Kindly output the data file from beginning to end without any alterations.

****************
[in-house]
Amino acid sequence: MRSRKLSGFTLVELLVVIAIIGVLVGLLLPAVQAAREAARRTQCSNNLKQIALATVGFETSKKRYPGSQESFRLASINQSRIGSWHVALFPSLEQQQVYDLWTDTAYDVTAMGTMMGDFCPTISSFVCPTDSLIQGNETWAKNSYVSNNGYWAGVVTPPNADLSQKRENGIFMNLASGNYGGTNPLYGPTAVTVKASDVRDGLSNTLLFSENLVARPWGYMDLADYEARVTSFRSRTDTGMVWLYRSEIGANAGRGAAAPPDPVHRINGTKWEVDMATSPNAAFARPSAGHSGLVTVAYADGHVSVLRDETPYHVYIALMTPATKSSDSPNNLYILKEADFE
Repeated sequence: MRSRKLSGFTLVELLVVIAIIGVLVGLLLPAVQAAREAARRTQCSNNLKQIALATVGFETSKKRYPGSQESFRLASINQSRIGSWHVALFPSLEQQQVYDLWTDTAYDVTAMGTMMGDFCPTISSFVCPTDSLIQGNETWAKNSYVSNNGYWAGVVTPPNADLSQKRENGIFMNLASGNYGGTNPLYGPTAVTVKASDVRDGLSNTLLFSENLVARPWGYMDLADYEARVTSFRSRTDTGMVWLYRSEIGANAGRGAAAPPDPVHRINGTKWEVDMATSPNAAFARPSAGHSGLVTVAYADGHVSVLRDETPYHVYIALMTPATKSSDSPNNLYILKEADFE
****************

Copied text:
[in-house]
Amino acid sequence: MRSRKLSGFTLVELLVVIAIIGVLVGLLLPAVQAAREAARRTQCSNNLKQIALATVGFETSKKRYPGSQESFRLASINQSRIGSWHVALFPSLEQQQVYDLWTDTAYDVTAMGTMMGDFCPTISSFVCPTDSLIQGNETWAKNSYVSNNGYWAGVVTPPNADLSQKRENGIFMNLASGNYGGTNPLYGPTAVTVKASDVRDGLSNTLLFSENLVARPWGYMDLADYEARVTSFRSRTDTGMVWLYRSEIGANAGRGAAAPPDPVHRINGTKWEVDMATSPNAAFARPSAGHSGLVTVAYADGHVSVLRDETPYHVYIALMTPATKSSDSPNNLYILKEADFE
Repeated sequence: MRSRKLSGFTLVELLVVIAIIGVLVGLLLPAVQAAREAARRTQCSNNLKQIALATVGFETSKKRYPGSQESFRLASINQSRIGSWHVALFPSLEQQQVYDLWTDTAYDVTAMGTMMGDFCPTISSFVCPTDSLIQGNETWAKNSYVSNNGYWAGVVTPPNADLSQKRENGIFMNLASGNYGGTNPLYGPTAVTVKASDVRDGLSNTLLFSENLVARPWGYMDLADYEARVTSFRSRTDTGMVWLYRSEIGANAGRGAAAPPDPVHRINGTKWEVDMATSPNAAFARPSAGHSGLVTVAYADGHVSVLRDETPYHVYIALMTPATKSSDSPNNLYILKEADFE